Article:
Blogpost: Art and Design – Thames and Hudson special

Posted by T • June 17, 2018

Posted by T • June 17, 2018

The Spirit of Bauhaus

Thames & Hudson

Walter Gropius declared in his Bauhaus manifesto, which he penned in 1919 in Weimar and which forms the genesis of one of the twentieth century’s most influential schools of art and design, that all architects, sculptors and painters must return to their crafts.

Influences that led to the existence are manifold: From medieval cathedrals via arts and craft to William Morris pervading its myriad of experimental playgrounds and media: Wood, ceramics, metal, glass, painting, sculpturing, printing, design, architecture and photography.

The Spirit of the Bauhaus has set out to explore the pillars that form the foundation of the vibrant Bauhaus movement and to be a guide that makes one of the most prominent and influential approaches to art, design and architecture accessible and one that was meant to improve our world as a result of its influence and by embracing constructivism, expressionism, elements of dad and other schools of thoughts, with the production of affordable and beautiful objects and buildings.

276 illustrations depict the wealth of experimentation in all fields, the historical contexts, as well as the practical, cross-disciplinary courses, artisanship and theoretical curricula that formed the pedagogical model from 1919 until 1933, which culminated with the issuance of a diploma under the guidance of such avantgarde pioneers like Paul Klee, Wassily Kandisky, Marianne Brandt and Walter Peterhans.

The Spirit of Bauhaus is not a mere homage to a movement of the past but one that signifies the omnipresence and durability of its spirit to the present day and beyond.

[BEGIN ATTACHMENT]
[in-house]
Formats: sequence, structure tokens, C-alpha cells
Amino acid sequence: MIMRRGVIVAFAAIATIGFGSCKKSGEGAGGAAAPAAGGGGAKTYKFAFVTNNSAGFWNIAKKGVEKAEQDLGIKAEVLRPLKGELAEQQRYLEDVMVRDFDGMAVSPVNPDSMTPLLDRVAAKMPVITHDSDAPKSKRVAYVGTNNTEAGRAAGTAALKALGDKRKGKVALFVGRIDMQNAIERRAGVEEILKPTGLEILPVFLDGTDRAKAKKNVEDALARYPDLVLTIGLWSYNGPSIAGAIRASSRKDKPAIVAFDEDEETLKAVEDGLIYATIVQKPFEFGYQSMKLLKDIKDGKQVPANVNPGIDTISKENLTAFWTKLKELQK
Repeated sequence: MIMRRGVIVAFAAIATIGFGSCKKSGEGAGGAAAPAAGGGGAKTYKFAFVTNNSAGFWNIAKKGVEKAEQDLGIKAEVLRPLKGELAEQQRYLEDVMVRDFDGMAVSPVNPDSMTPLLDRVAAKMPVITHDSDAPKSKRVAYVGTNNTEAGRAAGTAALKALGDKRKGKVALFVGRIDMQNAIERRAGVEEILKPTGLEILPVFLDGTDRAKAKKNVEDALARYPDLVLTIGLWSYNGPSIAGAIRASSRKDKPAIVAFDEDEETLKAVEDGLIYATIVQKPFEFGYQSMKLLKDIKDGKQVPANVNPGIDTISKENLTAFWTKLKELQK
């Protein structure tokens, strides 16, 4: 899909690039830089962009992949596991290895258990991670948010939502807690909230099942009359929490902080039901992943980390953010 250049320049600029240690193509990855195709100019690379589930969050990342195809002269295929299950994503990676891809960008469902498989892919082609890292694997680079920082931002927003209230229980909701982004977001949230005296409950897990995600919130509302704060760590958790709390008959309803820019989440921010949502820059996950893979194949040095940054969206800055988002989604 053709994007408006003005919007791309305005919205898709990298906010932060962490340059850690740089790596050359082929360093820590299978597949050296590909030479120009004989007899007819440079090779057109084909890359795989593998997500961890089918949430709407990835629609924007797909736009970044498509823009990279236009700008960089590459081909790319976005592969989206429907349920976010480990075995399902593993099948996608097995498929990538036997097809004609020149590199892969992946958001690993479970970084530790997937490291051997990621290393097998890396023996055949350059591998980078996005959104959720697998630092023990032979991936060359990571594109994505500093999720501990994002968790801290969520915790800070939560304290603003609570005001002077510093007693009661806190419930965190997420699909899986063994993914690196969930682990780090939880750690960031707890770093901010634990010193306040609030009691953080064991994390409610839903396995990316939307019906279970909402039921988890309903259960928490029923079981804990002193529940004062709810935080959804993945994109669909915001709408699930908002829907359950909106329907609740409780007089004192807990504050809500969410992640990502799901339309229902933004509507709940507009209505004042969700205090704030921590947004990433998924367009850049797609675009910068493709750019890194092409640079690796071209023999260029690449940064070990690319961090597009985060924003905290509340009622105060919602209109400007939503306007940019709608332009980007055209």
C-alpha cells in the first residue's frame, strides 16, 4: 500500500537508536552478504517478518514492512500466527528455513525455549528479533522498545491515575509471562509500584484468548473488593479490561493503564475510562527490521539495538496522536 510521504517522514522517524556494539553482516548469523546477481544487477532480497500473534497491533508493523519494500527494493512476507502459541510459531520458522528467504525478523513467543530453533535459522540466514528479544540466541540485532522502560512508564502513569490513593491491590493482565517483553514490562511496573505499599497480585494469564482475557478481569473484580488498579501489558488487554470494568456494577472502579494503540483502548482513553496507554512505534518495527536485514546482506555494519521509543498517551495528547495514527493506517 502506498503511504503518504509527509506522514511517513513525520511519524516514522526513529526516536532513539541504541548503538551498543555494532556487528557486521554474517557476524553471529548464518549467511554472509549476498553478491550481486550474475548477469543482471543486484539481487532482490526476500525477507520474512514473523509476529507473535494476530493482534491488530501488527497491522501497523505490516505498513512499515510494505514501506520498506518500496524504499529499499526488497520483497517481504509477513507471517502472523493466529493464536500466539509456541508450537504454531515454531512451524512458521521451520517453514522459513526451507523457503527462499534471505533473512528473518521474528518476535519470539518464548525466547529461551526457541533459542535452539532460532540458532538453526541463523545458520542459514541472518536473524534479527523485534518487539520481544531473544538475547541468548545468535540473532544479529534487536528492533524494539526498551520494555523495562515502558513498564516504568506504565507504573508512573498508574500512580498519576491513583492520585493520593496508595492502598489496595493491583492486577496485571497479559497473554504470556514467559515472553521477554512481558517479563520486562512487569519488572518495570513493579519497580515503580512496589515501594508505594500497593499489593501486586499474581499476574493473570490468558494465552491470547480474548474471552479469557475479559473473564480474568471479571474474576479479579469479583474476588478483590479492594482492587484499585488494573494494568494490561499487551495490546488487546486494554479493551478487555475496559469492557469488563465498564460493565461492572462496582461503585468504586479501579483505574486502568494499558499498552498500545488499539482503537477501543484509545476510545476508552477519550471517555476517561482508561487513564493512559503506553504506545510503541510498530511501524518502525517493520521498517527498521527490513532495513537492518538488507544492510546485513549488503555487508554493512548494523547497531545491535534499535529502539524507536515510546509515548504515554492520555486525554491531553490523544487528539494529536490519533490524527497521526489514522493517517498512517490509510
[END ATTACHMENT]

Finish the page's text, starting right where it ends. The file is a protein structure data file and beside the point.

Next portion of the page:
Noma Bar – Bittersweet

Thames & Hudson

Noma Bar is quite something.

A magician channeling his alchemy in graphical design and illustrations. He has perfectioned the art of playing with perspectives and has a unique viewpoint that capture different angles simultaneously both in an intricate and the most simple manners.

Noma Bar has the gift and ability to see animals and people in objects and vice versa, to perceive things in a way that other would need psychedelica for to gain access to.

His art of masterful yet technical illusions and the way he sees our world is both mind-blowing and –opening and chances are you have come across it in some way or another as his emissions have infiltrated mainstream culture via ad campaigns and commissions by major publications.

Bar is able to detected the unique distinguishing features of people and objects, the lowest denominator, to then transport it in a sphere that is completely unrelated yet forms a symbiosis with the initial subject and what it stands for – in other words: Usually there is a message, a political comment and often humour that hits home much harder than e.g. photography as his art is subtle and unfolds its impact only upon further inspection.

Noma Bar’s innovative and playfully styled work and expert use of negative space usually starts as sketches, which are then both refined and reduced with the help of computer programs.

I will not give away any spoilers as to what can be detected in his carefully orchestrated, simple and ambiguous illustrations as it is fun to spend some time with them and be amazed by how it was assembled and the way in works on many levels as more and more meaning can be derived from it the closer you inspect it.